On Monday, the Citizens Union released a report revealing that City Council members have used $1 million of their council budgets to pay for advertising, even in election years (which is prohibited), over the past five years. You can read the report here (PDF), as well as peruse the variety of ads, from public service ads (PDF), community event ads (PDF), and local news ads (PDF).

Some Council members say the adds are important to show good will for the community, but the Citizens Union's Dick Dadey said, "Given these ads are largely self promotional and congratulatory in nature, we feel like that taxpayers' dollars should not be spent for this purpose. These ads are part of an incumbent protection effort that amount to campaigning. This is less about providing a public service and more about promoting the visibility of the elected official. Many of them are considering running for higher office."

Yesterday Speaker Christine Quinn proposed to restrict advertisements using taxpayer money. The NY Times reported that her proposal would "ban holiday and congratulatory ads and require all ads to be informational or educational," be banned from fund-raising journals, and "a copy of the ad and its invoice would have to be submitted to the administrative division for approval." Of course, the proposal needs to be passed by the entire Council first, though.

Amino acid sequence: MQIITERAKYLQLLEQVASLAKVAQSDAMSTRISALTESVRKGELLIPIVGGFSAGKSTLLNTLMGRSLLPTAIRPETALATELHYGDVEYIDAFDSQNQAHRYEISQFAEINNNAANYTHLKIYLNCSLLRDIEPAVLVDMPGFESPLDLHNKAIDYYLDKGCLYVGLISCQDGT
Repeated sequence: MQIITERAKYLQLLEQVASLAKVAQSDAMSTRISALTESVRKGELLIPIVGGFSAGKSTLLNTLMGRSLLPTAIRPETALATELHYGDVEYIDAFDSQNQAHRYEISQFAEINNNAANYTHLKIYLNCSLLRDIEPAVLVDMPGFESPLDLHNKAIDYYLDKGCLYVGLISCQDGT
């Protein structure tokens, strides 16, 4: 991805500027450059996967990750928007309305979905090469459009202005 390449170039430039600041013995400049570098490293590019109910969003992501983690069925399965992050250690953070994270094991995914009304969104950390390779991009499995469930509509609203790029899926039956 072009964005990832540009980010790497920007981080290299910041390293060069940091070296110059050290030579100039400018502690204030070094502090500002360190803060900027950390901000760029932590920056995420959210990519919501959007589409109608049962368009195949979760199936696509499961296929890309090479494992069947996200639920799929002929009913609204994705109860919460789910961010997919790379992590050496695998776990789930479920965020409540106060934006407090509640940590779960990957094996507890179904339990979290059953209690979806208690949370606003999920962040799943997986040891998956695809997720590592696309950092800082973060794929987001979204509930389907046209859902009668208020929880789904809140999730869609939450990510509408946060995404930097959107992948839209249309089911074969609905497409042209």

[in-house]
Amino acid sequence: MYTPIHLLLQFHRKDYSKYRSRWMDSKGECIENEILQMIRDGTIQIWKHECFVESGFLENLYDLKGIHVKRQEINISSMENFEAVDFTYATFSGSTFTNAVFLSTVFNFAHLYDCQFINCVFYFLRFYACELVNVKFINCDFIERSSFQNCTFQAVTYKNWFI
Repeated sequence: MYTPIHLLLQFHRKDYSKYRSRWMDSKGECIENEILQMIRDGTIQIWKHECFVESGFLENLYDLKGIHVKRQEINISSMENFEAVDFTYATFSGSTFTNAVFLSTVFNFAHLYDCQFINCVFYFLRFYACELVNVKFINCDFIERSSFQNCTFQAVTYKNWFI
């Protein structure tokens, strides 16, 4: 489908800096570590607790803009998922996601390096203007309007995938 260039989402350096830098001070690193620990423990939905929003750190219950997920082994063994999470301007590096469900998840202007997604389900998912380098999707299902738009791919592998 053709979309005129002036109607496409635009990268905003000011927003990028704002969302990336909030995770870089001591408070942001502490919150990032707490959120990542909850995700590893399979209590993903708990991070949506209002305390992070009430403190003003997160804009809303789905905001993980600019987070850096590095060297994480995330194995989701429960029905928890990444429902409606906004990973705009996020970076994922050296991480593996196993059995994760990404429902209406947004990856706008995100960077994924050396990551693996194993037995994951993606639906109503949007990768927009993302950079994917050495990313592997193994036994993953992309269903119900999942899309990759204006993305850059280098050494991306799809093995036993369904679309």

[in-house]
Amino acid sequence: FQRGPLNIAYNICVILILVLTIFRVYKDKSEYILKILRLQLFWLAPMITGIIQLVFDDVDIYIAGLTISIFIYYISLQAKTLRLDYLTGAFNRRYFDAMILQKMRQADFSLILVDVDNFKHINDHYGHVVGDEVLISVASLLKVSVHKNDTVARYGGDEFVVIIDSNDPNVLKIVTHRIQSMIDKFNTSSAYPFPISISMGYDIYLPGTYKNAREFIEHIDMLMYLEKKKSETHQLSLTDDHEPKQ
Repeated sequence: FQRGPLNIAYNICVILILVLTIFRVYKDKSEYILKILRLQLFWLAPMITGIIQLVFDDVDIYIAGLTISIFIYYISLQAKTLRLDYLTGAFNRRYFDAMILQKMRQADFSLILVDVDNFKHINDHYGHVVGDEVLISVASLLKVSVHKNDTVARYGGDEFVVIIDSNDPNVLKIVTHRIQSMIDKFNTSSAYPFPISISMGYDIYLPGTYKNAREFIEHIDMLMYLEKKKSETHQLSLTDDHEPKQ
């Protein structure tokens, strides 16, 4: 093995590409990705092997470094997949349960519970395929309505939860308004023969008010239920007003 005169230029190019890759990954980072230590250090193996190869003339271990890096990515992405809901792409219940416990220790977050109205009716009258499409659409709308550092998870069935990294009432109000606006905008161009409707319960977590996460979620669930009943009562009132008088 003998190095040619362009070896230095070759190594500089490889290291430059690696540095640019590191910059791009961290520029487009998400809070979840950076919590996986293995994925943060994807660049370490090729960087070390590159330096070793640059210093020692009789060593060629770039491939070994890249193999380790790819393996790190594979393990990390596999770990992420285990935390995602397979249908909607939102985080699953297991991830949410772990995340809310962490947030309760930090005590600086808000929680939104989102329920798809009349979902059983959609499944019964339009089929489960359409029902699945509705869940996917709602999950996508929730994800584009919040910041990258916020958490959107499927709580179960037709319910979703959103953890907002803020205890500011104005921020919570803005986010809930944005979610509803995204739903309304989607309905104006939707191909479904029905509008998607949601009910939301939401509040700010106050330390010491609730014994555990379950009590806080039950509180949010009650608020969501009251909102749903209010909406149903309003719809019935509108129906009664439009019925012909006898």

Gotham Gazette delves more into the issue, including how much some members spent (Brooklyn's Michael Nelson spent the most, $82,099, with Dominic Recchia next at $50,899; Quinn spent $12,655; John Liu and Helen Foster spent nothing). And today, the Post notes that 12 City Council members don't have investments of any kind; Eric Gioia of Queens said, "It is true. I wish I was the recipient of a blind trust, but I'm still paying off my law school loans. We own our own home, though, but that's about all we have."